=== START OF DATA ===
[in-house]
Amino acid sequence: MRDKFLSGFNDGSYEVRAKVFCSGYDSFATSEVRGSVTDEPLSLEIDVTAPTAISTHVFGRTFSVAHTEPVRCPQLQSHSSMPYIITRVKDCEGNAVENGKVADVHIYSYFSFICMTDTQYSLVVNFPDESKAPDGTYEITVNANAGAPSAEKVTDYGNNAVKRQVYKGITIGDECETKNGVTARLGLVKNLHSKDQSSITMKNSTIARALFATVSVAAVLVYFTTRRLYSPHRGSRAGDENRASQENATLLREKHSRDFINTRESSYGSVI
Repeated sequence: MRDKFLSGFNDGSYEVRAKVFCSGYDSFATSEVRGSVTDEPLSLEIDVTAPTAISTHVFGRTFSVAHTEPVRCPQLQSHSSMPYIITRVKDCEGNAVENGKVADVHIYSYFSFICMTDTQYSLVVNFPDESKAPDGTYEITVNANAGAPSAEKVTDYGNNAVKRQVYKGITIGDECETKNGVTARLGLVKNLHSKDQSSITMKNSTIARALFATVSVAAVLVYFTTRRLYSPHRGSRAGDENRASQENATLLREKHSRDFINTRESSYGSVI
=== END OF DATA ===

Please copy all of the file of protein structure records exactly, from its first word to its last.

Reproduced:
[in-house]
Amino acid sequence: MRDKFLSGFNDGSYEVRAKVFCSGYDSFATSEVRGSVTDEPLSLEIDVTAPTAISTHVFGRTFSVAHTEPVRCPQLQSHSSMPYIITRVKDCEGNAVENGKVADVHIYSYFSFICMTDTQYSLVVNFPDESKAPDGTYEITVNANAGAPSAEKVTDYGNNAVKRQVYKGITIGDECETKNGVTARLGLVKNLHSKDQSSITMKNSTIARALFATVSVAAVLVYFTTRRLYSPHRGSRAGDENRASQENATLLREKHSRDFINTRESSYGSVI
Repeated sequence: MRDKFLSGFNDGSYEVRAKVFCSGYDSFATSEVRGSVTDEPLSLEIDVTAPTAISTHVFGRTFSVAHTEPVRCPQLQSHSSMPYIITRVKDCEGNAVENGKVADVHIYSYFSFICMTDTQYSLVVNFPDESKAPDGTYEITVNANAGAPSAEKVTDYGNNAVKRQVYKGITIGDECETKNGVTARLGLVKNLHSKDQSSITMKNSTIARALFATVSVAAVLVYFTTRRLYSPHRGSRAGDENRASQENATLLREKHSRDFINTRESSYGSVI